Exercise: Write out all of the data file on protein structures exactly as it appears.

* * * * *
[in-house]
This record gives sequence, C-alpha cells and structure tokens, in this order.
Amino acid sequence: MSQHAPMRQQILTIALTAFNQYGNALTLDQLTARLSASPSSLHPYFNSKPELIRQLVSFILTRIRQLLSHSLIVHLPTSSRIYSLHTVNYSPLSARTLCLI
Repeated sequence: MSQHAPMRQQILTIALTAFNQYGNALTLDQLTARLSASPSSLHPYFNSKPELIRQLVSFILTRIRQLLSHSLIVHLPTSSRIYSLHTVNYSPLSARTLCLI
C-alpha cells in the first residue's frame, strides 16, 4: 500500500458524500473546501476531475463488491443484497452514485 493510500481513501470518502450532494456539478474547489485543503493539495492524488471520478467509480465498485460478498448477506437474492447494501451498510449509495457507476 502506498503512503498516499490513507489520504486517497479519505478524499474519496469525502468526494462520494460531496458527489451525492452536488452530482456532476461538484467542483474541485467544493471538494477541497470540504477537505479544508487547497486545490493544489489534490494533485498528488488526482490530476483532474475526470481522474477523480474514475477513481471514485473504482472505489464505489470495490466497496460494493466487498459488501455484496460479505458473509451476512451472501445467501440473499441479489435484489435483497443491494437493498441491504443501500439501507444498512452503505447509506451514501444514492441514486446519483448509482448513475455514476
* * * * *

[in-house]
This record gives sequence, C-alpha cells and structure tokens, in this order.
Amino acid sequence: MSQHAPMRQQILTIALTAFNQYGNALTLDQLTARLSASPSSLHPYFNSKPELIRQLVSFILTRIRQLLSHSLIVHLPTSSRIYSLHTVNYSPLSARTLCLI
Repeated sequence: MSQHAPMRQQILTIALTAFNQYGNALTLDQLTARLSASPSSLHPYFNSKPELIRQLVSFILTRIRQLLSHSLIVHLPTSSRIYSLHTVNYSPLSARTLCLI
C-alpha cells in the first residue's frame, strides 16, 4: 500500500458524500473546501476531475463488491443484497452514485 493510500481513501470518502450532494456539478474547489485543503493539495492524488471520478467509480465498485460478498448477506437474492447494501451498510449509495457507476 502506498503512503498516499490513507489520504486517497479519505478524499474519496469525502468526494462520494460531496458527489451525492452536488452530482456532476461538484467542483474541485467544493471538494477541497470540504477537505479544508487547497486545490493544489489534490494533485498528488488526482490530476483532474475526470481522474477523480474514475477513481471514485473504482472505489464505489470495490466497496460494493466487498459488501455484496460479505458473509451476512451472501445467501440473499441479489435484489435483497443491494437493498441491504443501500439501507444498512452503505447509506451514501444514492441514486446519483448509482448513475455514476